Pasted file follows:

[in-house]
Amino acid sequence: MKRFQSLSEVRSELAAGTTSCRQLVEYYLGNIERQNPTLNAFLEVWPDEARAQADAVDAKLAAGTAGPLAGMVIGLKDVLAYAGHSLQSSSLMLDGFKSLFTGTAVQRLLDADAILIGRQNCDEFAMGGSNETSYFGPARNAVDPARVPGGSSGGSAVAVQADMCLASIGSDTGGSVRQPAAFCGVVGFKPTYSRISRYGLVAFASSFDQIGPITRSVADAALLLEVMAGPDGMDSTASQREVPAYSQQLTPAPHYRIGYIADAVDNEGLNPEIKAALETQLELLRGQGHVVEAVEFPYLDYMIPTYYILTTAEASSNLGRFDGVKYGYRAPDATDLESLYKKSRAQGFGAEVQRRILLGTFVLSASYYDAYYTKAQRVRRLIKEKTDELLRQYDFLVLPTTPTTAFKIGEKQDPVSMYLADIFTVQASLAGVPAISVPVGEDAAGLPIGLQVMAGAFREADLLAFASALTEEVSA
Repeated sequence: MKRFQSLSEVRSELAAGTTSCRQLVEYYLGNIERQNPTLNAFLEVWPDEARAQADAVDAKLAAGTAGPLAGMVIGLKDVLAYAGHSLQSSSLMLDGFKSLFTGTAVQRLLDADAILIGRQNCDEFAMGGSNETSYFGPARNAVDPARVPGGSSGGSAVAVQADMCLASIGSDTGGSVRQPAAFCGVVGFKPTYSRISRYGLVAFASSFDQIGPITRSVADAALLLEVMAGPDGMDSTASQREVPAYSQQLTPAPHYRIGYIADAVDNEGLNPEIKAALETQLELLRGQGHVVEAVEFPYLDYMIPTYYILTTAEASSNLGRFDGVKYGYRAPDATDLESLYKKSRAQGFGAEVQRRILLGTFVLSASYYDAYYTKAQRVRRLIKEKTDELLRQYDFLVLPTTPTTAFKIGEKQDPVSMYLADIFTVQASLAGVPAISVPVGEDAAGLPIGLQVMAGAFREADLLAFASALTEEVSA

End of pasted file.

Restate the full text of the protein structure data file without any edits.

[in-house]
Amino acid sequence: MKRFQSLSEVRSELAAGTTSCRQLVEYYLGNIERQNPTLNAFLEVWPDEARAQADAVDAKLAAGTAGPLAGMVIGLKDVLAYAGHSLQSSSLMLDGFKSLFTGTAVQRLLDADAILIGRQNCDEFAMGGSNETSYFGPARNAVDPARVPGGSSGGSAVAVQADMCLASIGSDTGGSVRQPAAFCGVVGFKPTYSRISRYGLVAFASSFDQIGPITRSVADAALLLEVMAGPDGMDSTASQREVPAYSQQLTPAPHYRIGYIADAVDNEGLNPEIKAALETQLELLRGQGHVVEAVEFPYLDYMIPTYYILTTAEASSNLGRFDGVKYGYRAPDATDLESLYKKSRAQGFGAEVQRRILLGTFVLSASYYDAYYTKAQRVRRLIKEKTDELLRQYDFLVLPTTPTTAFKIGEKQDPVSMYLADIFTVQASLAGVPAISVPVGEDAAGLPIGLQVMAGAFREADLLAFASALTEEVSA
Repeated sequence: MKRFQSLSEVRSELAAGTTSCRQLVEYYLGNIERQNPTLNAFLEVWPDEARAQADAVDAKLAAGTAGPLAGMVIGLKDVLAYAGHSLQSSSLMLDGFKSLFTGTAVQRLLDADAILIGRQNCDEFAMGGSNETSYFGPARNAVDPARVPGGSSGGSAVAVQADMCLASIGSDTGGSVRQPAAFCGVVGFKPTYSRISRYGLVAFASSFDQIGPITRSVADAALLLEVMAGPDGMDSTASQREVPAYSQQLTPAPHYRIGYIADAVDNEGLNPEIKAALETQLELLRGQGHVVEAVEFPYLDYMIPTYYILTTAEASSNLGRFDGVKYGYRAPDATDLESLYKKSRAQGFGAEVQRRILLGTFVLSASYYDAYYTKAQRVRRLIKEKTDELLRQYDFLVLPTTPTTAFKIGEKQDPVSMYLADIFTVQASLAGVPAISVPVGEDAAGLPIGLQVMAGAFREADLLAFASALTEEVSA